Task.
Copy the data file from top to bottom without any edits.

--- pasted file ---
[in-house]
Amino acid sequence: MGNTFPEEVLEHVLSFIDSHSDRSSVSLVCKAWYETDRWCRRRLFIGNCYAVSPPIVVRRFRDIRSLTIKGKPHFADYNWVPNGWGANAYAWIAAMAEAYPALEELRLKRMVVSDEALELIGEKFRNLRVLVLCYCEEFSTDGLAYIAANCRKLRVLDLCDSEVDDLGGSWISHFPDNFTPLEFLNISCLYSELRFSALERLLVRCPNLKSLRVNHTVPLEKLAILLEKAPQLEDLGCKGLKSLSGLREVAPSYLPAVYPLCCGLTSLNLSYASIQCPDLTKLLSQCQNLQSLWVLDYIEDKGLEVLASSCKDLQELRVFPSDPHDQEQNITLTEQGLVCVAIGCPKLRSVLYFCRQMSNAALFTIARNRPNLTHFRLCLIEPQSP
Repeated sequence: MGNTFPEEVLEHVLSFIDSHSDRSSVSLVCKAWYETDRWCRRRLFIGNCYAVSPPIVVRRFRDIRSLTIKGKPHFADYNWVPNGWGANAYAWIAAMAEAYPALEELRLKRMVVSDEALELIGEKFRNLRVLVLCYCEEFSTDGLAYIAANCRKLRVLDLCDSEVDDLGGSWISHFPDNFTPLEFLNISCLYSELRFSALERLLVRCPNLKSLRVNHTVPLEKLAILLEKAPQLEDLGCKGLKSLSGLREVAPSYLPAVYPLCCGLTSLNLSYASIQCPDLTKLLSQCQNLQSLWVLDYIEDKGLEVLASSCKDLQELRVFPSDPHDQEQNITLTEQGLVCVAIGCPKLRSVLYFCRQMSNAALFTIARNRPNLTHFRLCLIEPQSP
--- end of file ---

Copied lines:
[in-house]
Amino acid sequence: MGNTFPEEVLEHVLSFIDSHSDRSSVSLVCKAWYETDRWCRRRLFIGNCYAVSPPIVVRRFRDIRSLTIKGKPHFADYNWVPNGWGANAYAWIAAMAEAYPALEELRLKRMVVSDEALELIGEKFRNLRVLVLCYCEEFSTDGLAYIAANCRKLRVLDLCDSEVDDLGGSWISHFPDNFTPLEFLNISCLYSELRFSALERLLVRCPNLKSLRVNHTVPLEKLAILLEKAPQLEDLGCKGLKSLSGLREVAPSYLPAVYPLCCGLTSLNLSYASIQCPDLTKLLSQCQNLQSLWVLDYIEDKGLEVLASSCKDLQELRVFPSDPHDQEQNITLTEQGLVCVAIGCPKLRSVLYFCRQMSNAALFTIARNRPNLTHFRLCLIEPQSP
Repeated sequence: MGNTFPEEVLEHVLSFIDSHSDRSSVSLVCKAWYETDRWCRRRLFIGNCYAVSPPIVVRRFRDIRSLTIKGKPHFADYNWVPNGWGANAYAWIAAMAEAYPALEELRLKRMVVSDEALELIGEKFRNLRVLVLCYCEEFSTDGLAYIAANCRKLRVLDLCDSEVDDLGGSWISHFPDNFTPLEFLNISCLYSELRFSALERLLVRCPNLKSLRVNHTVPLEKLAILLEKAPQLEDLGCKGLKSLSGLREVAPSYLPAVYPLCCGLTSLNLSYASIQCPDLTKLLSQCQNLQSLWVLDYIEDKGLEVLASSCKDLQELRVFPSDPHDQEQNITLTEQGLVCVAIGCPKLRSVLYFCRQMSNAALFTIARNRPNLTHFRLCLIEPQSP